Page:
Background and Issues

The Engineering e2e Programme is responding to anticipated shortages of engineers

The New Zealand Government has set a goal of increasing engineering graduates to 500 per annum from 2017. This goal was set in response to the National Engineering Education Plan (NEEP) report research produced by the Institution of Professional Engineers New Zealand (IPENZ).

This research forecasts future shortages of engineers. We particularly need to increase graduates with the following:

  • Diploma in Engineering (Level 6)
  • Bachelor of Engineering Technology (Level 7)

We also want to increase numbers of BE(Hons) graduates (Level 8).

The Government has responded with increased funding, and the Engineering e2e Programme

In the Government's Budget 2012 it allocated $42 million over four years (8.8% funding rate increase). In Budget 2013 it allocated a further $9.34 million (2% funding rate increase).

This funding will:

  • boost selected engineering courses
  • maintain quality of provision
  • ensure providers have incentives to increase the number of graduates

Demand estimates from the NEEP Project Governing Group:

Qualification type

Actual qualification
completions in 2008

Estimated annual needs for:

% growth

Business as usual

Innovation-led economy

Level 6 Diploma in Engineering
(Dublin Accord)





Level 7 Bachelor of Engineering Technology
(Sydney Accord)





Level 8 Bachelor of Engineering (Hons)
(Washington Accord)










During 2014, TEC reconvened the NEEP Project Governing Group to reconsider these estimated annual needs. The Group considers that the proportions of engineers with qualifications at levels 6, 7 and 8 indicated in the 2010 NEEP report are still valid. The process to determine the figures was a robust one and without any more relevant recent data it is difficult to update the figures at this stage.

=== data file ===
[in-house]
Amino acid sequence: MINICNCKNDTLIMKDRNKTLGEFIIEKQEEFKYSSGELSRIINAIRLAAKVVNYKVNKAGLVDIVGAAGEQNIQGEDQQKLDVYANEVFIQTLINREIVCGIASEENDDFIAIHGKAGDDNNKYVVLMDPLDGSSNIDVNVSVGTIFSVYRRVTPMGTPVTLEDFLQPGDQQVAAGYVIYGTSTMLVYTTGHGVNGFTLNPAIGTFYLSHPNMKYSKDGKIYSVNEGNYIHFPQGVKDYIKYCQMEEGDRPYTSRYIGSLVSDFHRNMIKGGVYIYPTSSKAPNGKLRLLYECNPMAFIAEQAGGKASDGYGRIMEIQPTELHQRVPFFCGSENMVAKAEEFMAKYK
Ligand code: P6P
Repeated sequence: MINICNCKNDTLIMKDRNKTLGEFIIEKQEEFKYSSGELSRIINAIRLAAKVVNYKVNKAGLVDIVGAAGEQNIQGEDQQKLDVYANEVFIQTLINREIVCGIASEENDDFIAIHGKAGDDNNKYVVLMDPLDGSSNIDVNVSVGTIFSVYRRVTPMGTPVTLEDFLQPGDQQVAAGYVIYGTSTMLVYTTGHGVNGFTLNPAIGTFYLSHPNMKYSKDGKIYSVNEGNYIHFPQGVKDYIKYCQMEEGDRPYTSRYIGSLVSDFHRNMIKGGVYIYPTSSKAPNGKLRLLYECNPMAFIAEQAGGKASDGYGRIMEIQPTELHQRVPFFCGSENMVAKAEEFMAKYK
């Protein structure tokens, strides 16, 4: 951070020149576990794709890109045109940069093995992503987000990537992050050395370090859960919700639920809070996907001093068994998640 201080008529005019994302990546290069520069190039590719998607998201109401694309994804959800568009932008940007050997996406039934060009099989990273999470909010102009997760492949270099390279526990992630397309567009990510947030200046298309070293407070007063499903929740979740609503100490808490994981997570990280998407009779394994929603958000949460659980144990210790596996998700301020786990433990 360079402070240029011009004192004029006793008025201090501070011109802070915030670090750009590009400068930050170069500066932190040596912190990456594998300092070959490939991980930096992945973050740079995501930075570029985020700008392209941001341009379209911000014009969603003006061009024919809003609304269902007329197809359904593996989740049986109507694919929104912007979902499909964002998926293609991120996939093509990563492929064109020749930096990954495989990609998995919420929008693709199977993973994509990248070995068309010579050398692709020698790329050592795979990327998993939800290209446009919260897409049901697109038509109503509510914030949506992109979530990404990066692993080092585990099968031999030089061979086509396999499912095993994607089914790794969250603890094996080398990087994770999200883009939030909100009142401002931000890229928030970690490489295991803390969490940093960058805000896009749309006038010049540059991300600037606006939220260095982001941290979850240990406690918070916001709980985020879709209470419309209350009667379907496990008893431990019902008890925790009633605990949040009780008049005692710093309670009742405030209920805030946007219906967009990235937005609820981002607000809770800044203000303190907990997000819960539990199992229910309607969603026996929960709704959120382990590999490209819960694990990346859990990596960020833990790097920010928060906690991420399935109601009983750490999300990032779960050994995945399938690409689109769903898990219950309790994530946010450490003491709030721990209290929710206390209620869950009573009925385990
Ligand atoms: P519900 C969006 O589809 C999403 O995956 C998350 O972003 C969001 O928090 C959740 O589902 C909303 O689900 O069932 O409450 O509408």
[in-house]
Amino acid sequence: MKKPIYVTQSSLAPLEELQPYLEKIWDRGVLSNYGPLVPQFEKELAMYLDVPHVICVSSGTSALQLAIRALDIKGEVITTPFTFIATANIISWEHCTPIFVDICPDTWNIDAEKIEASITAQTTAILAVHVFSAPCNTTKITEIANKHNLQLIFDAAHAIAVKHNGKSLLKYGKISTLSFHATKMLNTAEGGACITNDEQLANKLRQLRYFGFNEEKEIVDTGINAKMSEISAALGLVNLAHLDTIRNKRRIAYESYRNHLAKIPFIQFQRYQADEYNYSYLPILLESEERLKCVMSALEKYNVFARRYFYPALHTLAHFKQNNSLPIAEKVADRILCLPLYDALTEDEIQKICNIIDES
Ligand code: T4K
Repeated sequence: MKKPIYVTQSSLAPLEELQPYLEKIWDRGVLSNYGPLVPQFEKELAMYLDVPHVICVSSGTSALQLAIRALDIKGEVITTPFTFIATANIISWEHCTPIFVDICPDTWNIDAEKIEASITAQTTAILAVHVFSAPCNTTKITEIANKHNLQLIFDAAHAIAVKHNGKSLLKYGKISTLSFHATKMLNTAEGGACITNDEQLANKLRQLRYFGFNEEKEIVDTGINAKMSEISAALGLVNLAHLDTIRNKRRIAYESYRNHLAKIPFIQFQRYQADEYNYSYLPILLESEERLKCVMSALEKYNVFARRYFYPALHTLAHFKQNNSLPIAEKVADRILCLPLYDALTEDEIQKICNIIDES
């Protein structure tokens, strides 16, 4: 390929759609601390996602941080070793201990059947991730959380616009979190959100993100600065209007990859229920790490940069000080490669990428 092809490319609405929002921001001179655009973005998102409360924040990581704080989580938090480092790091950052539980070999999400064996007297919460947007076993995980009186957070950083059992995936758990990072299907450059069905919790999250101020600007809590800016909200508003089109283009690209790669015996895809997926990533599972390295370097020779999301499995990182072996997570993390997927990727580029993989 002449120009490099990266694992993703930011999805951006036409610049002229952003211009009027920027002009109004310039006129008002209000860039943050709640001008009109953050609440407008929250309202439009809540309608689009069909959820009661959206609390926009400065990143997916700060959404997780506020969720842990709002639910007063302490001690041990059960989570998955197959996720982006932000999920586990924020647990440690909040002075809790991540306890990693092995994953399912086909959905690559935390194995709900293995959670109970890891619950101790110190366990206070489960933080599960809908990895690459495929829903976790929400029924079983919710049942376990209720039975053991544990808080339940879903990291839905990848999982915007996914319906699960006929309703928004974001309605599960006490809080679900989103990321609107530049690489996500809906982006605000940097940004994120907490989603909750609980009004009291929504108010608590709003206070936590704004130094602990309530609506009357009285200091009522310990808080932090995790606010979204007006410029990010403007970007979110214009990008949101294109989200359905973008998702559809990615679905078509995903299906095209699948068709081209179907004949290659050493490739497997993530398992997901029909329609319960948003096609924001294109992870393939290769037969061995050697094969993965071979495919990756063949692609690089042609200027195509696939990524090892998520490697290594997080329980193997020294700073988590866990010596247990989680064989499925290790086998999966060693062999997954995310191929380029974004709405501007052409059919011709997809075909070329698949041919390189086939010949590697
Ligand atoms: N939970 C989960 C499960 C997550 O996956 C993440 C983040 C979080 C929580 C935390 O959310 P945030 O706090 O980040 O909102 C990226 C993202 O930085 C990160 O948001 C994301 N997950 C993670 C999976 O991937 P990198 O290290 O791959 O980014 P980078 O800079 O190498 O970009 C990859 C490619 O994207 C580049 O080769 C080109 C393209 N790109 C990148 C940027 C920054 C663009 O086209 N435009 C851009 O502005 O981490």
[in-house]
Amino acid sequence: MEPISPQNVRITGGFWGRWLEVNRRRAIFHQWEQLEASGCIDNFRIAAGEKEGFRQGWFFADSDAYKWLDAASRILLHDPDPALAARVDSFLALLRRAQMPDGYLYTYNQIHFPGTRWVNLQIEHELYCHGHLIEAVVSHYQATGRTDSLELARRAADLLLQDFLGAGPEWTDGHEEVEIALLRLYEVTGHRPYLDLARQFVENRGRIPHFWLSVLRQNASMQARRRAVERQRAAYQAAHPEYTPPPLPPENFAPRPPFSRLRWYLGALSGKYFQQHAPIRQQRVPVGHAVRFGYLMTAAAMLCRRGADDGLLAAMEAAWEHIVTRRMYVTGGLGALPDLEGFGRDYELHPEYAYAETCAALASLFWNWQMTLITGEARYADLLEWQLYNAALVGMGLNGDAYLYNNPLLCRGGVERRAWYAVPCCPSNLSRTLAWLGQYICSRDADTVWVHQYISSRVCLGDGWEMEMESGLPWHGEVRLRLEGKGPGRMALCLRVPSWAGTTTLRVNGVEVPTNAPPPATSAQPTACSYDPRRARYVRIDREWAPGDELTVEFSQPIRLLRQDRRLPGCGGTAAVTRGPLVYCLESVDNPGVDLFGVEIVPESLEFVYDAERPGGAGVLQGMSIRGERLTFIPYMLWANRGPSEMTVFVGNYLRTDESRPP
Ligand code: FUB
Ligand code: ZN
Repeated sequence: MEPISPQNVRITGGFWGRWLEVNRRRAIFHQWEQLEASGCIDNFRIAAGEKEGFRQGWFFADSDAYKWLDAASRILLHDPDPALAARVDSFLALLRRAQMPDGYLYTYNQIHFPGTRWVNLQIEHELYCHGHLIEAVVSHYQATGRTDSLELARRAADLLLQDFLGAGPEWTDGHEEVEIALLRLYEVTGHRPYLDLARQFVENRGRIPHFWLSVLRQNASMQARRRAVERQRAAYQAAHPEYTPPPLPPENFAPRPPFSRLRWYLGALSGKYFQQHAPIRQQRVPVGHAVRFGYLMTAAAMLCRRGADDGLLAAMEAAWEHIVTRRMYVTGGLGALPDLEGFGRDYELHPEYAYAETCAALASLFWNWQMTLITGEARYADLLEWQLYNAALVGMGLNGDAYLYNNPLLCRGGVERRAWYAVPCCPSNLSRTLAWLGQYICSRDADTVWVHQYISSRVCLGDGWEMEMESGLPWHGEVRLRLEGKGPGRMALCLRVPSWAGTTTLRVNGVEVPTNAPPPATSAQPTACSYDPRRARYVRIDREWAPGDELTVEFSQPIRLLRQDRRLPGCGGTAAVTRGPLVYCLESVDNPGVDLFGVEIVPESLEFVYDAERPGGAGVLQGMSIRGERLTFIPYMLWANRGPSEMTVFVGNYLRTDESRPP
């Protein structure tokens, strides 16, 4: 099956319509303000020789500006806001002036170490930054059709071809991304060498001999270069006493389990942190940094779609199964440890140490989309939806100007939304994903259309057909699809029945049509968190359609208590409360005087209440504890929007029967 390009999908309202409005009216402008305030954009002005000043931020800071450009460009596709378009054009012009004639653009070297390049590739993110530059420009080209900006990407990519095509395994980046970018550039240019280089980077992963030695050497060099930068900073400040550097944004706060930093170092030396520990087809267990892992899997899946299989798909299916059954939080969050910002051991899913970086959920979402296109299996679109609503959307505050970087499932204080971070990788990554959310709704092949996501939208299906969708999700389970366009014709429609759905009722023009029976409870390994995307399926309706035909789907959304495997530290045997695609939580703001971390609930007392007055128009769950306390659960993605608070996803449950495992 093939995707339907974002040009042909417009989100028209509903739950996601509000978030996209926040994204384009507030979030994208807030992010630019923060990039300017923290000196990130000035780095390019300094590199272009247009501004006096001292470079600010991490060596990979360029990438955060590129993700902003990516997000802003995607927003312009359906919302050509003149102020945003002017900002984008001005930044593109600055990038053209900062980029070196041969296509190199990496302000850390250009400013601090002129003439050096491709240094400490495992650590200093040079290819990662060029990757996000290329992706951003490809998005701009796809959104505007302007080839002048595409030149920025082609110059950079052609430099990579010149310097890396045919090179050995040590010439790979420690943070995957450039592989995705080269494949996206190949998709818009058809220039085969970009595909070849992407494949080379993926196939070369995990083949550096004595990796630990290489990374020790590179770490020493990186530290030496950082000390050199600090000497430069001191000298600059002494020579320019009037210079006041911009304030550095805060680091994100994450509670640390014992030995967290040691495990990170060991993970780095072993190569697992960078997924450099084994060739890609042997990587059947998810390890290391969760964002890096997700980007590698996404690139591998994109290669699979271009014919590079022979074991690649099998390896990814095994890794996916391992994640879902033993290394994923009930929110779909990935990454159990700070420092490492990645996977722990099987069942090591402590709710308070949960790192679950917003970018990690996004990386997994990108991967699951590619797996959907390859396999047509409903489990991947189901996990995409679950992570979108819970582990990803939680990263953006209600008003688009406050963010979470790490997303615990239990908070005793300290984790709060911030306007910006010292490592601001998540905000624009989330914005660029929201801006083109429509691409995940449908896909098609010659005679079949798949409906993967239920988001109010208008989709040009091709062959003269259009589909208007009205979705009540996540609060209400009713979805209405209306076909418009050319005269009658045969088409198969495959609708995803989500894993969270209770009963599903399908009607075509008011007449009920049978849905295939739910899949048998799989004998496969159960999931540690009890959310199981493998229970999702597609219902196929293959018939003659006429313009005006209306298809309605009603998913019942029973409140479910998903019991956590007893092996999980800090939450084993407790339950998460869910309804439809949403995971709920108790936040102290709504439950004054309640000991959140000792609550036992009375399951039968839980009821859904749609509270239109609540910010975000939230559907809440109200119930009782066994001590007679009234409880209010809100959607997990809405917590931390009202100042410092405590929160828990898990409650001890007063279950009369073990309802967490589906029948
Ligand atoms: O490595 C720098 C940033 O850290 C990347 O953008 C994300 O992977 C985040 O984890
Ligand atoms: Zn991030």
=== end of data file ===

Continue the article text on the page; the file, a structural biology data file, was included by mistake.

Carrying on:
However, the Group believes that chasing the OECD average is a worthwhile goal and this will mean an increase in engineers at all levels will be required, though agreed that there is work to do in the schooling sector to support students to achieve prerequisite subjects and also in the engineering sector to create a demand for engineering graduates. The potential social and economic benefits to New Zealand justify such effort.


  1. Research the requirements of new disciplines to support an innovation-led economy.
  2. Provide clear pathways to and between the three qualifications.
  3. Be more innovative with programmes and pathways to engineering.
  4. There is no “right number” of engineers to provide, based on current available data, but there is consensus that the proportions of graduates are still valid.
  5. Different levels and qualifications of engineering need to be understood better, particularly Level 6 and 7.
  6. Quantify and determine how best to fill the leadership vacuum currently being experienced in the sector.
  7. Be aspirational and focus on a target, which will support an innovation led economy, rather than the status quo.

Read more about The National Engineering Education Plan (2010)

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